BATON ROUGE, La. — A Louisiana lawmaker said Tuesday that changes are coming to his divisive religious objections bill, a key piece of Gov. Bobby Jindal’s legislative agenda that has run into sharp criticism over concerns that it could lead to discrimination against gays and other minorities.
“We are not in favor of discriminating against anyone,” said Rep. Mike Johnson, R-Bossier City, who sponsored the bill as a means to protect workers including wedding planners, photographers and bakers who object to working with gay couples but fear state retribution.
As written, the legislation would ban the state from denying any resident business licenses, benefits or tax deductions because of actions that person takes “in accordance with a religious belief or moral conviction” about marriage.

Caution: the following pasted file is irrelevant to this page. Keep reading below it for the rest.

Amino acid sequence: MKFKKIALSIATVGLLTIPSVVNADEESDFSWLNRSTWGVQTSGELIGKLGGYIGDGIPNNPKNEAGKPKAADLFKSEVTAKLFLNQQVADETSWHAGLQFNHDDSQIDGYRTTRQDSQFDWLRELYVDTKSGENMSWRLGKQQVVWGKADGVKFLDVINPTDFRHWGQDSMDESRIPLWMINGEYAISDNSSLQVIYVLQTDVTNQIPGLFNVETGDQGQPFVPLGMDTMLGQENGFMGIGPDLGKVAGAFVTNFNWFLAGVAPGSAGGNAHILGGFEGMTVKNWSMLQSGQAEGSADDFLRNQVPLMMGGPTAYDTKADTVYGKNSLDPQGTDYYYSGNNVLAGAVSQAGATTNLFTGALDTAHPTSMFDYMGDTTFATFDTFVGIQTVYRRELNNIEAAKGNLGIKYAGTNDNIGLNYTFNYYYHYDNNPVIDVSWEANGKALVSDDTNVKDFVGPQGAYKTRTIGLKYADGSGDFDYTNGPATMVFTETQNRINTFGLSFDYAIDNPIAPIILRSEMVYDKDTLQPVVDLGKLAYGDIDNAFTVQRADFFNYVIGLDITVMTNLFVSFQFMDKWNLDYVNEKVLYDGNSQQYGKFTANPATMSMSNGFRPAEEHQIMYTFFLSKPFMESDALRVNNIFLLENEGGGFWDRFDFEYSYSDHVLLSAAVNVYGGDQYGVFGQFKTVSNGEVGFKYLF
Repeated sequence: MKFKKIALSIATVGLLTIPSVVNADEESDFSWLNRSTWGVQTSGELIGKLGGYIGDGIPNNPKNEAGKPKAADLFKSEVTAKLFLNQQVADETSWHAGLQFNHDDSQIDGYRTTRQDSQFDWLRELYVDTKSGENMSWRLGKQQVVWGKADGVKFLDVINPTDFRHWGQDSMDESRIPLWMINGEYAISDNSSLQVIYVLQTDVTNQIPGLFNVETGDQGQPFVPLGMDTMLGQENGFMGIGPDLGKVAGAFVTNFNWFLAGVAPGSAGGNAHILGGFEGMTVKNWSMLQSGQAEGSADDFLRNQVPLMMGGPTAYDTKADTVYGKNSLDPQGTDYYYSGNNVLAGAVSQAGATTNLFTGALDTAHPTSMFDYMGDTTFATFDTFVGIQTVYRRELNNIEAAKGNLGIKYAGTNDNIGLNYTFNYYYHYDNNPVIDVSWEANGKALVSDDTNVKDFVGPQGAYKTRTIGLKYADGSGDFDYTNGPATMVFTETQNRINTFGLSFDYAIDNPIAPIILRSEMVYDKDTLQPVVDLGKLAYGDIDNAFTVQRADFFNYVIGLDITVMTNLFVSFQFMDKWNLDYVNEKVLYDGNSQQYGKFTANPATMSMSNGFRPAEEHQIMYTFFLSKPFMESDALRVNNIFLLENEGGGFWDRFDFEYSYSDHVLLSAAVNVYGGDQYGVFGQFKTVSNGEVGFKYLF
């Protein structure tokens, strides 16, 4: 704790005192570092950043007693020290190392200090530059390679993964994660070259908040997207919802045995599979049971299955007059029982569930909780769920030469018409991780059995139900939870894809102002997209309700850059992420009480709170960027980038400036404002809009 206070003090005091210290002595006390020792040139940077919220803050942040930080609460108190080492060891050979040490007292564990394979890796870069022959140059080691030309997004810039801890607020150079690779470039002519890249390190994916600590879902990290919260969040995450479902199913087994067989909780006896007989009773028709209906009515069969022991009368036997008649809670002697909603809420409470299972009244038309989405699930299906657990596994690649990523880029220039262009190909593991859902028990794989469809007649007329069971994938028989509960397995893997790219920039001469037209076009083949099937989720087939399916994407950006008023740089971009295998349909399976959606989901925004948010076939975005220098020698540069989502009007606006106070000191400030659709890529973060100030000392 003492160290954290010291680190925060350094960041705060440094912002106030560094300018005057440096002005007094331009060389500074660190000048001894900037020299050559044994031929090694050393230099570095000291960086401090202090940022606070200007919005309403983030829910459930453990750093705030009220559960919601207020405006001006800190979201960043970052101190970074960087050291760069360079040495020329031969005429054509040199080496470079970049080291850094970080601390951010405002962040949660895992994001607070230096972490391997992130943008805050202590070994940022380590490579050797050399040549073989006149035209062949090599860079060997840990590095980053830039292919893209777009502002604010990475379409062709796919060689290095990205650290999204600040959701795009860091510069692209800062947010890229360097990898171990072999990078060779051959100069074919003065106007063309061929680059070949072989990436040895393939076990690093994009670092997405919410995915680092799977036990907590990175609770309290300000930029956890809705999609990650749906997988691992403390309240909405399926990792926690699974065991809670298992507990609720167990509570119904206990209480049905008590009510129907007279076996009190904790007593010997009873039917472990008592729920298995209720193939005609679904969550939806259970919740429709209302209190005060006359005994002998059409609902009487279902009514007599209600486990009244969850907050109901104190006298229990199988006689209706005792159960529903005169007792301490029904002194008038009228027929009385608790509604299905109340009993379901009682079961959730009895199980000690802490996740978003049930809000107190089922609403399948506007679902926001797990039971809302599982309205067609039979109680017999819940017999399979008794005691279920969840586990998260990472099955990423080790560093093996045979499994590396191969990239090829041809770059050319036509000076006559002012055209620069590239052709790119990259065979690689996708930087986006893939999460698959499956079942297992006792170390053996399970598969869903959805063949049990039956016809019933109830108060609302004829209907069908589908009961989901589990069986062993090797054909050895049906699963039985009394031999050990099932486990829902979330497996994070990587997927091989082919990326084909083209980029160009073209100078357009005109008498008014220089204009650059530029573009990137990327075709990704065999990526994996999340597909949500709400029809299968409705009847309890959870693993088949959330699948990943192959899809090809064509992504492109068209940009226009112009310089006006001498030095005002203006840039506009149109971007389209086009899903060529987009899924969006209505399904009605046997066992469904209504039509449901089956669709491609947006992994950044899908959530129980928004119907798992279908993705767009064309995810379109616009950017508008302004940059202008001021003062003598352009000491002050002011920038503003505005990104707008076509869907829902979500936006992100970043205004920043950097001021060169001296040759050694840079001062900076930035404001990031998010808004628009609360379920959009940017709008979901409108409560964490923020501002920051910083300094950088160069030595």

Similar legislation has been proposed and is igniting strong debate in several other states this year.
One of the changes Johnson is offering would make clear that the proposal shall “not be construed to authorize any act of discrimination.”
That, in effect, waters down the bill so it “doesn’t do anything,” said Keith Werhan, a constitutional expert with Tulane University Law School who reviewed the proposed amendment.
“If you really parse the language, it’s not doing anything,” Werhan said. “It doesn’t provide any real protection, any serious protection to a religious believer.”
Article continues belowThe adjustments come as critics — including some lawmakers and LGBT activists — have questioned whether the bill would not just allow businesses and employers to discriminate against gay couples, but also interracial couples and those who remarry after a divorce.
“The bill never says ‘gay marriage,’ it doesn’t say ‘same-sex marriage,’ it just says ‘marriage’— so it could apply whether someone is opposed to interracial marriage, it could be gay marriage, it could be someone who is on their second or third marriage,” said Rep. John Bel Edwards, D-Amite.